Each week we share one video idea with one brand. (creative pro bono)

Who is Lenovo?

Lenovo is a Chinese computer technology company that makes and sells tons of PCs. Among those PCs is the Lenovo LaVie Z (pictured to the right) and it's one of the lightest laptops in existence. Weighing in at 1.72 pounds, it even beats out the 2.03 pound newest Apple MacBook (which has a one inch smaller screen by the way).

Despite having the feather weight claim to fame, most people associate lightness with the MacBook or MacBook Air. We'd like to see a video that illustrates how light Lenovo laptops are in a fun and shareable way.

What is a standing desk?

There has been a recent craze for standing desks (especially in hip tech companies). I first learned of the trend through a couple Kickstarter campaigns that boasted the health/productivity benefits of standing rather than sitting. Now you'll notice that even bigger furniture manufacturers like Ikea are starting to produce them.

Below is a cardboard one for those buying on a budget.

The Idea

Lenovo introduces the first 'floating desk' in a video that pokes fun of the standing desk craze. This new hovering desk is essentially a quadcopter drone (something consumer grade that only has a payload of a couple pounds) that has two wires that connect to a small platform that the LaVie Z rests on.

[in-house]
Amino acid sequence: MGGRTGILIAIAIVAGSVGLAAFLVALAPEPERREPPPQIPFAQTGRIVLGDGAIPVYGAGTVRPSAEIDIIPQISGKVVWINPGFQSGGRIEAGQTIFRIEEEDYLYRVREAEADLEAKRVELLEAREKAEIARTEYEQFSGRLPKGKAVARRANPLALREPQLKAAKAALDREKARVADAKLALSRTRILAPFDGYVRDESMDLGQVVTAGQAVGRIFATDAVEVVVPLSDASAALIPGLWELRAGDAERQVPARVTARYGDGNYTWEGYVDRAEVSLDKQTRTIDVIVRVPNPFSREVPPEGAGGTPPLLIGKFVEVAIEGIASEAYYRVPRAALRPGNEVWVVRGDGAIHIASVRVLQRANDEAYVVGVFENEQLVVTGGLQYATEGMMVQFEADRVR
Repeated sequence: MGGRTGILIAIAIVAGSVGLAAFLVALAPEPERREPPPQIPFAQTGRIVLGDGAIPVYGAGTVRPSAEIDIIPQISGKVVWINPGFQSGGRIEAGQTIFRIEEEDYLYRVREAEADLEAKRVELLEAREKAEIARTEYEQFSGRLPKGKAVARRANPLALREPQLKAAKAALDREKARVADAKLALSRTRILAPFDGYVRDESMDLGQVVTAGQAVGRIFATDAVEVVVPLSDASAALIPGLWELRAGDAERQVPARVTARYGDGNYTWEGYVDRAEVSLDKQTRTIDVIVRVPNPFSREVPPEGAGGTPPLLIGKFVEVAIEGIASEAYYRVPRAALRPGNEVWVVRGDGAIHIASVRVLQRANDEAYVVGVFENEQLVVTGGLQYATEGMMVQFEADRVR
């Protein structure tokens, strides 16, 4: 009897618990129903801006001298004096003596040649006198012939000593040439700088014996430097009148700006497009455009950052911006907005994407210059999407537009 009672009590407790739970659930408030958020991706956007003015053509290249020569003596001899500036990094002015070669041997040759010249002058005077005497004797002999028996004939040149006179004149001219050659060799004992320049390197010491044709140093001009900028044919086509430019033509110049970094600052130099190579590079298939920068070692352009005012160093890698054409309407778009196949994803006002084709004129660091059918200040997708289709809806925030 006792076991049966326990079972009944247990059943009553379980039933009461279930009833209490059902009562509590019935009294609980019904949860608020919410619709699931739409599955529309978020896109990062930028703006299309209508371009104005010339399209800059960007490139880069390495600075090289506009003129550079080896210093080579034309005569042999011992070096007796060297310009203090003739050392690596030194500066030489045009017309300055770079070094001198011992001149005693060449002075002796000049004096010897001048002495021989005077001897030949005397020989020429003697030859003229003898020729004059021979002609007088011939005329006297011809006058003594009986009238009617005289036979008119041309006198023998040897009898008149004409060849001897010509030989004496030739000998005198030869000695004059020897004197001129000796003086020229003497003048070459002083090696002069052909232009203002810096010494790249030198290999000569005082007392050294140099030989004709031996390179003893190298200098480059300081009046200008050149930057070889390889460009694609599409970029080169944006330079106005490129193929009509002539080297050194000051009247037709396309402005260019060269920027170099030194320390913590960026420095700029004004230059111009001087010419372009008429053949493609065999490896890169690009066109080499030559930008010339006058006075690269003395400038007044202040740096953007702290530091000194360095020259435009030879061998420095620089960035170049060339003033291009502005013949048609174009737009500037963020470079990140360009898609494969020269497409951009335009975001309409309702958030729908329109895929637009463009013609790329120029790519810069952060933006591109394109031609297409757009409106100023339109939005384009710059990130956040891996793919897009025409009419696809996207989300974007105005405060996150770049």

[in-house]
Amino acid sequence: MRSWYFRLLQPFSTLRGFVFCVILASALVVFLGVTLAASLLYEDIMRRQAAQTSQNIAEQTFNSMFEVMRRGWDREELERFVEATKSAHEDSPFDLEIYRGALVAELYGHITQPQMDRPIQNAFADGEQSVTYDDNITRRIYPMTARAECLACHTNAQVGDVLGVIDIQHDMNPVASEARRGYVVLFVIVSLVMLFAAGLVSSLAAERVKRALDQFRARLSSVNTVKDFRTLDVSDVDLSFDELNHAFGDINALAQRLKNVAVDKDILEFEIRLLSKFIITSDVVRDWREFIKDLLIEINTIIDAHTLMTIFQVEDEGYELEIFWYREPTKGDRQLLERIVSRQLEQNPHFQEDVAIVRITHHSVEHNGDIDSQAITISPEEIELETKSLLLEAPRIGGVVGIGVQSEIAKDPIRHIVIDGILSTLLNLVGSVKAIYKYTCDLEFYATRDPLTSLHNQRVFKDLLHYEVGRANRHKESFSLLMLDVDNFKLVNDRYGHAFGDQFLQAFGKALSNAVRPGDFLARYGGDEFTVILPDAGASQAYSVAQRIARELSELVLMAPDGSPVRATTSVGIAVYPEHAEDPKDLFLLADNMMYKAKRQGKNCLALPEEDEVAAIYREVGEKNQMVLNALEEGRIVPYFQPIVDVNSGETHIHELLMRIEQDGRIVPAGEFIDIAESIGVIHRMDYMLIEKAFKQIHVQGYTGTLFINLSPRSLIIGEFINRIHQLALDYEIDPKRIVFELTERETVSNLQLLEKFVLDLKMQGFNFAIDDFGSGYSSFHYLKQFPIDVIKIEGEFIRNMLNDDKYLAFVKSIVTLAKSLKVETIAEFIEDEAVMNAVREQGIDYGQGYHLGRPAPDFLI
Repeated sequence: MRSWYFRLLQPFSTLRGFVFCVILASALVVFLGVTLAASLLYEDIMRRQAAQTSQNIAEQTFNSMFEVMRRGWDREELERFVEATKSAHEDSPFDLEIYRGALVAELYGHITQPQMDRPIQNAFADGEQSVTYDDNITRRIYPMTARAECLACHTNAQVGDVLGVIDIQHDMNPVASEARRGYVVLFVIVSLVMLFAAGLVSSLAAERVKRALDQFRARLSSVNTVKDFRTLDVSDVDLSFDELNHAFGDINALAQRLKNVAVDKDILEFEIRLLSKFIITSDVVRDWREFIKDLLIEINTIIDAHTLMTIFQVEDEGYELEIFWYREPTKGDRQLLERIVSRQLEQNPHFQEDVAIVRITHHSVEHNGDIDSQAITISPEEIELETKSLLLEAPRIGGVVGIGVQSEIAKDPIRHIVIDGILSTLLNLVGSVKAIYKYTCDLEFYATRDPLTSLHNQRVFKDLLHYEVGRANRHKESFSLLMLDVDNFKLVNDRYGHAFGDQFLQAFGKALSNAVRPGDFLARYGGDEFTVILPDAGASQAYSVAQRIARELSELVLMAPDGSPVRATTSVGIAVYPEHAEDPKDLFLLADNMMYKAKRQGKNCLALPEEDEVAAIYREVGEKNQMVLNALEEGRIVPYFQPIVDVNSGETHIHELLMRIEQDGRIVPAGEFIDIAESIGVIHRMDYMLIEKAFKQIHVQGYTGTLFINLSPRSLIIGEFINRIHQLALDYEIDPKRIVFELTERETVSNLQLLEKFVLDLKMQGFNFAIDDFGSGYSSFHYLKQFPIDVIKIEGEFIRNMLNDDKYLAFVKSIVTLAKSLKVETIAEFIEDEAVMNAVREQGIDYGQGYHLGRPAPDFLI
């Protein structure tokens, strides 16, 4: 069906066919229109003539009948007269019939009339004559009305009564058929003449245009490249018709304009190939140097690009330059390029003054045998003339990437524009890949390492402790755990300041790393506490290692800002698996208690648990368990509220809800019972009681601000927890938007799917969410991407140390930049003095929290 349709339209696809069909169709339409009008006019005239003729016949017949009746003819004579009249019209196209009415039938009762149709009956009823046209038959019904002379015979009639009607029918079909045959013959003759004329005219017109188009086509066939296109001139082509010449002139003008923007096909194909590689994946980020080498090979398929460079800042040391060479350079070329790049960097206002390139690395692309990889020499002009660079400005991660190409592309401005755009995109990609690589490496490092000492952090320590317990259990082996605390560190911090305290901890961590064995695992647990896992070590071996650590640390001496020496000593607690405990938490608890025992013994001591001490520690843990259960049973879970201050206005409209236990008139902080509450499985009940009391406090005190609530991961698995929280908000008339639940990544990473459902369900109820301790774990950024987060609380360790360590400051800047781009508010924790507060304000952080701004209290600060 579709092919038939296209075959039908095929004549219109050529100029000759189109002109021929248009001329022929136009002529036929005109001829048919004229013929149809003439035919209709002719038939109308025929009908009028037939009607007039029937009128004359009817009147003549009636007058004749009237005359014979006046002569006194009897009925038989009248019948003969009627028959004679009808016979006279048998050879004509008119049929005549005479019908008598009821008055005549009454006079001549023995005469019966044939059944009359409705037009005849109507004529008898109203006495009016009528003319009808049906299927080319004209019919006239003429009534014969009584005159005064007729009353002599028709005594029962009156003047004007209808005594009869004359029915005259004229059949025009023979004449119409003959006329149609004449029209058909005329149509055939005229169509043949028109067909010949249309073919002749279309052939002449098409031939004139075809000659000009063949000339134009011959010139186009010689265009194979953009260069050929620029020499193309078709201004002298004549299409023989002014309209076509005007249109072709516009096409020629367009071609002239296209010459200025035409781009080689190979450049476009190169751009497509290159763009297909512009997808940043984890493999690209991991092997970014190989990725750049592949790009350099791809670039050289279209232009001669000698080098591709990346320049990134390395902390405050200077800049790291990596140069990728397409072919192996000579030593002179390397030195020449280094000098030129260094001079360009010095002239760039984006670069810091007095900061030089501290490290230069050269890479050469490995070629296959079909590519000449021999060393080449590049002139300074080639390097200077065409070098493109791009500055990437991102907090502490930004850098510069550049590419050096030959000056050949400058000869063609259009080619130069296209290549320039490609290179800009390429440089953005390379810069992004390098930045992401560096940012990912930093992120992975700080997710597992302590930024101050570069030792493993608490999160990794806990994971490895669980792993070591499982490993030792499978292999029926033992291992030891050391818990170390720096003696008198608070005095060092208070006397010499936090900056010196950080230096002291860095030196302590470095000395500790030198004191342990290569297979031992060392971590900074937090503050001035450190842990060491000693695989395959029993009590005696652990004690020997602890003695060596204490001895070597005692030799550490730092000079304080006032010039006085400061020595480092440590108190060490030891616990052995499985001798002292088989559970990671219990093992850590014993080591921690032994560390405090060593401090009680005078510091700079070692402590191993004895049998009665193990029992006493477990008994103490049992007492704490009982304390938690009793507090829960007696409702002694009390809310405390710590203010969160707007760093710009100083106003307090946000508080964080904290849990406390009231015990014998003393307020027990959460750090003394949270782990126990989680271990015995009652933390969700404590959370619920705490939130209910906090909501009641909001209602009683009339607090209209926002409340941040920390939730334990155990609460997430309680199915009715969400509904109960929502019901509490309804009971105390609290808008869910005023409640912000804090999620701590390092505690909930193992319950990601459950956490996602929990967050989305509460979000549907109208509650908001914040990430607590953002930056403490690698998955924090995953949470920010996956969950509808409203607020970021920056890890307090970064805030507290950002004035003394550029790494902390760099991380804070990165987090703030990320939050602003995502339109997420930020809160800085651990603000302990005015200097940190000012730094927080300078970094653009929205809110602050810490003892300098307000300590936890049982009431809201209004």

The worker is able to sit down and work. The worker is able to stand and work. The worker is able to walk down the hallway and work. With each turn and movement from the worker, the drone perfectly aligns. It is the epitome of efficiency and convenience.

The ridiculousness of the desk is highlighted as the worker is unable to hear co-workers because of the buzz of the loud propellers or as the wind created by the drone blows nearby papers.

 If you're interested in Spaceman Creative making videos for your company, visit us here.



Engineering Students Play Cornhole With 6 Foot LoveSac Bean Bags

Each week we share one video idea with one brand. (creative pro bono)

Who is LoveSac?

LoveSac makes two pieces of premium quality furniture; sectional sofas called Sactionals and big old foam bean bags called Sacs (outside of Adam, they are the original sac). We own one of their SuperSacs (the 6ft model), it's over 10 years old and been through it all, and it's still in fantastic condition; whereas we've seen competitor sacks where the cover zippers have broke or the foam gone stale within a year or two.